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News | May 20, 2016

DLA motorcyclists share tips for riders, drivers to keep each other safe on the road

By John Bell DLA Public Affairs

May is Motorcycle Safety Awareness Month, and a few Defense Logistics Agency motorcyclists share their thoughts on what bikers and drivers can do to keep everyone safe on the road.

Randy Taft, a protocol specialist for DLA, has been riding motorcycles for about 40 years. He sometimes rides his Harley-Davidson Tri-Glide, a three-wheeled motorcycle, to work at the McNamara Headquarters Complex at Fort Belvoir.

According to Taft, good equipment is vital for motorcyclists. He prefers a full-face Snell-rated helmet, ankle-high boots and thick gloves. “You see these guys in the ‘peanut’ helmets. You don’t want to be wearing one of those” if you’re in a crash, he said.

He also urges bikers before every ride to perform an inspection that includes the oil level, mirrors and especially tire pressure. Low tire pressure can easily cause loss of control, Taft noted.

In addition, Taft recommends adding flashing LED tail lights that stay on while the bike is stopped. 

Ken Ross, a lead visual information specialist for DLA Installation Support, rides a Harley Road King Classic.

“I urge people to be constantly aware, 360 degrees,” he said. “And I’m always looking ahead for a way out” in case of an accident or other mishap.

Ross cited oncoming cars that turn left as a major danger. “Most bikers are killed by somebody who sees them but turns left in front of them,” he said, even though the motorcycle heading straight has the right of way.

Another DLA biker, Jonathan Stack, echoed that warning. “There’s not a day I ride that a driver doesn’t cut me off, try coming into my lane when I'm next to him or pull out in front of me,” said Stack, the editor for DLA Energy at Fort Belvoir. Stack rides a Ducati Monster 696. 

“Thankfully, with experience comes the ability to anticipate … When I ride, I don't just look at the road; I keep my eyes moving by checking the mirrors and other views frequently,” said Stack.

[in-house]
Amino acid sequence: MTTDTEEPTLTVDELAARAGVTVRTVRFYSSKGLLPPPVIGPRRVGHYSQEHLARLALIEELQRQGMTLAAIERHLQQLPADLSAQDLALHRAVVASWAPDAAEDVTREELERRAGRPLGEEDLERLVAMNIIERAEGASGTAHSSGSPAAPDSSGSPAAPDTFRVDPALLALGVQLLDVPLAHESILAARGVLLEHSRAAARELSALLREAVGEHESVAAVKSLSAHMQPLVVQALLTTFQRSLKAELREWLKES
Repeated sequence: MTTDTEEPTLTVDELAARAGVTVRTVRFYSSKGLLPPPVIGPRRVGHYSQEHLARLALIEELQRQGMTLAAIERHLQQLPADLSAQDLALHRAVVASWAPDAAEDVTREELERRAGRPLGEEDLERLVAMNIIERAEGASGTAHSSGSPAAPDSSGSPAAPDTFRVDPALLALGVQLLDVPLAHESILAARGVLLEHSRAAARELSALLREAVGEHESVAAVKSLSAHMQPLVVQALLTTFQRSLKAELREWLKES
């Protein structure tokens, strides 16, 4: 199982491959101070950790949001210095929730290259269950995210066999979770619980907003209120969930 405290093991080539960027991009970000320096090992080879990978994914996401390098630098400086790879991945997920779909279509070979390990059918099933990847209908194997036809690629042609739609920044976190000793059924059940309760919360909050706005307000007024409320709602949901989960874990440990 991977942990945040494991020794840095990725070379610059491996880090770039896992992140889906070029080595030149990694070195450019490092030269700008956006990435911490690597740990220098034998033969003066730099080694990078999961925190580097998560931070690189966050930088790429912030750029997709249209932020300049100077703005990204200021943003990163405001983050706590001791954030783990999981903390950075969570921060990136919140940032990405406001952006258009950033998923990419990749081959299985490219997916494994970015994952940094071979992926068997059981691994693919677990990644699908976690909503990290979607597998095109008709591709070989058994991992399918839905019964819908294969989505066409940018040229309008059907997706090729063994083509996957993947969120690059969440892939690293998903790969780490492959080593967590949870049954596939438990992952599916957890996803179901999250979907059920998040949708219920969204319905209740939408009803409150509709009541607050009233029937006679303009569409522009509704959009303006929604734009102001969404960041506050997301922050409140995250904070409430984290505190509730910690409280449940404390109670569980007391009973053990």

Elsie Valdes, like Stack, rides a sport bike: a Kawasaki Ninja 500. As a woman, “I always like to ride with other people, in case something happens,” she said. “But when you can’t do that, at least let someone know what route you’re taking,” said Valdes, who works alongside Taft in DLA Protocol.

She wears a protective suit with Kevlar abrasion panels and adds reflective gear on top of it, to make her more visible.

Staying aware of your environment goes for drivers as well as bikers, noted Phil Prater, chief of news and web operations at DLA Public Affairs in the HQC, who rides a Harley-Davidson Softtail Classic.  “The main thing I want drivers to do is see me,” Prater said. “Get off the phone. Stop texting, putting on eyeliner, dealing with your children or messing with your navigation systems while driving. Stay alert and eyes focused on the road and driving.”

According to Distraction.Gov, distracted drivers killed more than 3,000 people in 2014, even though texting while driving is against the law in 46 states and all U.S. territories.

Stack also implored drivers to be vigilant. “It’s important for drivers to not just rely on their mirrors when switching lanes. Drivers need to actually turn their heads and check their blind spots to ensure a motorcyclist isn't in the lane next to them.”

Weather and road conditions pose an increased danger for motorcyclists as well. Although few motorcyclists brave the snow, the fall season is both a scenic and dangerous time to ride. Wet and dry leaves can cause wheels to lose traction, resulting in a crash.  

“Once, I was riding along Skyline Drive on a beautiful, clear fall day and when I came around a curve — wham! I went down and slid several feet down the road. My motorcycle got some road rash on the right side, but I was OK. The lesson learned was to be careful when leaves are on the road,” Prater said.

Ross agreed. “The biggest safety tip I could offer is be aware of your road conditions. … A little bit of gravel, and you’re gone,” he said. “It’s like ball bearings.” Likewise with sand that may remain from winter de-icing.

Additional tips from DLA bikers for their fellow motorcyclists include:  
  • Constantly look around at nearby traffic, not just ahead of you.
  • Wear protective clothing, including a full helmet, boots and thick gloves.
  • Check the bike before you ride, especially the air in the tires.
  • Consider using flashing LED tail lights.
  • Use the turn signal, and don’t be afraid to use the horn.
  • Don’t weave in and out of traffic, and don’t ride between cars (illegal in many states).
  • Assume drivers don’t see you.
  • Ride unimpaired.  
  • Keep the headlight on at all times for greater visibility.
  • Watch out for gravel, sand and wet leaves.
Tips for drivers include:
  • Don’t rely on your mirrors when changing lanes; turn your head to check the blind spot.
  • Give motorcycles extra room. 
  • Stay off the phone, and keep your eyes on the road.
  • Use the turn signals.
  • Know the hand and arm turn signals you may see motorcyclists (and bicyclists) use.
  • Stay in the middle of your lane.
For more on motorcycle safety, see the National Highway Traffic Safety Administration’s website.